Course Materials Development for FLIP TEACHING
Course Materials Development for Flip Teaching Antonio E. Refre, Ph.D.(AppliedSciences/Engineering, KULeuven) School Director Informatics International College of Cainta firstname.lastname@example.org, mobile: +639202431560 ABSTRACT Flip Teaching is an innovative teaching strategy which is currently being implemented by many educational institutions in the advanced countries such as the U. S. A. In the Philippines, it is practically non-existing. In order for Flip Teaching to succeed, the course materials should be instructionally designed very well. Considering the inadequate experience of most of the teachers in the Philippines with regards to instructional design, the author has devised an innovative method which resembles Rapid e-Learning. The product of this method is an e-book with an embedded flash slideshow of the lecture intended as the basis for the next day class activities. A self-exercise follows the slideshow to test comprehension of the matter presented. Considering that teachers in the Philippines do not, practically, get financial support for e-learning course materials development from the schools employing them, efforts have been made to acquire open-source/free software which can be used in the production of the e-book course materials. Furthermore, software that do not require steep learning curve are selected so that the teachers can DIY (Do-It-Yourself) the production of such course materials. Keywords: instructional design, ICT tools for course materials development, Rapid eLearning, reinventing education, flip teaching, flipped classroom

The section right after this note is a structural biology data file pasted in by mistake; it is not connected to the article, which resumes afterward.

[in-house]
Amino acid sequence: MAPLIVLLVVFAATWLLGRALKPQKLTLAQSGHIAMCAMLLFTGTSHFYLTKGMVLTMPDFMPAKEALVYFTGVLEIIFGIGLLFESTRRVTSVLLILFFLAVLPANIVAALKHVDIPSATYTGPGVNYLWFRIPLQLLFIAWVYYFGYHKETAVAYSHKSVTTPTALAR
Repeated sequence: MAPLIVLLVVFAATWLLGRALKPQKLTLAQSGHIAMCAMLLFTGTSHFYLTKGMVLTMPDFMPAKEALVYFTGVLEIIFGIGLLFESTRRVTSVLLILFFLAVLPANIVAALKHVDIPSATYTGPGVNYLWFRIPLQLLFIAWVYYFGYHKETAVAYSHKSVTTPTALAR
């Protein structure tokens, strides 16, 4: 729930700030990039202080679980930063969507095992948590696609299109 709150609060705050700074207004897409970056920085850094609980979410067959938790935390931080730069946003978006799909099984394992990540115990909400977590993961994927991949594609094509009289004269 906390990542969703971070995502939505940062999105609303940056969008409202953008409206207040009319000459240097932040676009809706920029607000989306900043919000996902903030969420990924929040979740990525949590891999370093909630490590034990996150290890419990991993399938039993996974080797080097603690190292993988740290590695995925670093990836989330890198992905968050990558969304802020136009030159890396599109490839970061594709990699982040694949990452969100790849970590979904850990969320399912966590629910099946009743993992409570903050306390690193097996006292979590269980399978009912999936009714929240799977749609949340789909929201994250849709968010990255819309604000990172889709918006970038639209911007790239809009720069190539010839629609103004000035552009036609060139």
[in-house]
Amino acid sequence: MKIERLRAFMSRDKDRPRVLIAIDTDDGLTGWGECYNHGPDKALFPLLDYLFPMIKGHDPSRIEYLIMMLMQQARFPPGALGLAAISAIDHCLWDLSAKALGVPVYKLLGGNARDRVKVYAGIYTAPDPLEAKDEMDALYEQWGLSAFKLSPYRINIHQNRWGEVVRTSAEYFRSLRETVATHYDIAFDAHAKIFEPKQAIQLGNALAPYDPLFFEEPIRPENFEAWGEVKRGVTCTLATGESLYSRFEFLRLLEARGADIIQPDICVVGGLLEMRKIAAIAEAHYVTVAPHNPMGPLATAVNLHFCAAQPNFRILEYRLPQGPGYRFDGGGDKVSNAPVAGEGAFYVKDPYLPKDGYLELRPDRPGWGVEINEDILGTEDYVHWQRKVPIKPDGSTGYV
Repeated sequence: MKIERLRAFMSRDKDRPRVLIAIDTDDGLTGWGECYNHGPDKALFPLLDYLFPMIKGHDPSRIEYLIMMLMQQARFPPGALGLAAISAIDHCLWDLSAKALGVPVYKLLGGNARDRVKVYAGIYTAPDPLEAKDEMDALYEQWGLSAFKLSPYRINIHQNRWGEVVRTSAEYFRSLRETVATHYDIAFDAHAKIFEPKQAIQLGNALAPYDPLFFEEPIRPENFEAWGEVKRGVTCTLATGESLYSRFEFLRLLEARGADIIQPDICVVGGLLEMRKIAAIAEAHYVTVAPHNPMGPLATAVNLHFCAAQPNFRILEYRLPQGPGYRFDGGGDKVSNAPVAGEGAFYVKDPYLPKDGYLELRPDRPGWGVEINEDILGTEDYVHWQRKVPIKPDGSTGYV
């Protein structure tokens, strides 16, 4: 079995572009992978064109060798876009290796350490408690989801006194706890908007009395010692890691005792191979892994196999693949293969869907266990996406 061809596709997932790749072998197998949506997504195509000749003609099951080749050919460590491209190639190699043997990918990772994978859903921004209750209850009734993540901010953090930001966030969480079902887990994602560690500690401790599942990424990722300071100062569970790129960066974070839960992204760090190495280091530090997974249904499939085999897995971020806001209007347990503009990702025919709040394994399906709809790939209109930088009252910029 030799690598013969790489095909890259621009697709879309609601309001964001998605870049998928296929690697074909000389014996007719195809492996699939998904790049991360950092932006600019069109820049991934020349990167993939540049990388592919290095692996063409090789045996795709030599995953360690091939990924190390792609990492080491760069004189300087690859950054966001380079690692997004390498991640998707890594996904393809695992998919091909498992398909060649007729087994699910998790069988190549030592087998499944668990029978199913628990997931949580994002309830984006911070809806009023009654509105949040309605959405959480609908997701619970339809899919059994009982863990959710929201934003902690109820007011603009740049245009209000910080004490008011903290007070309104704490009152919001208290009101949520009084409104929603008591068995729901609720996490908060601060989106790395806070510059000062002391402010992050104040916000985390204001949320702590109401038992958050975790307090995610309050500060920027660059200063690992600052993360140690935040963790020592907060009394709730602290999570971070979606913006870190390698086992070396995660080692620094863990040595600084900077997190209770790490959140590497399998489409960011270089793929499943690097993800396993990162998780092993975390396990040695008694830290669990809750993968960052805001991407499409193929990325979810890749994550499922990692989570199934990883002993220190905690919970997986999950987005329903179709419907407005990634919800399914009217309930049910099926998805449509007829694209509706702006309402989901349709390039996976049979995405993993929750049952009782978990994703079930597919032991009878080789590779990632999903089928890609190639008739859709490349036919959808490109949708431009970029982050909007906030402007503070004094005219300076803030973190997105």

INTRODUCTION Flip teaching (or flipped classroom) is the brainchild of Jonathan Bergmann and Aaron Sams who are pioneers in the field of using screen-casting in education. In 2004, both of them started teaching at Woodland Park High School in Woodland Park, Colorado. In the spring of 2007, they began recording their live lessons using screen capture software. They posted their lectures online so that their students could access them. When they did this, YouTube was just getting started and the world of online video was just in its infancy. Flip teaching is a form of blended learning which encompasses any use of technology to leverage the learning in a classroom, so a teacher can spend more time interacting with
students instead of lecturing. This is most commonly being done using teacher-created videos that students view outside of class time. It is also known as backwards classroom, reverse instruction, flipping the classroom, and reverse teaching.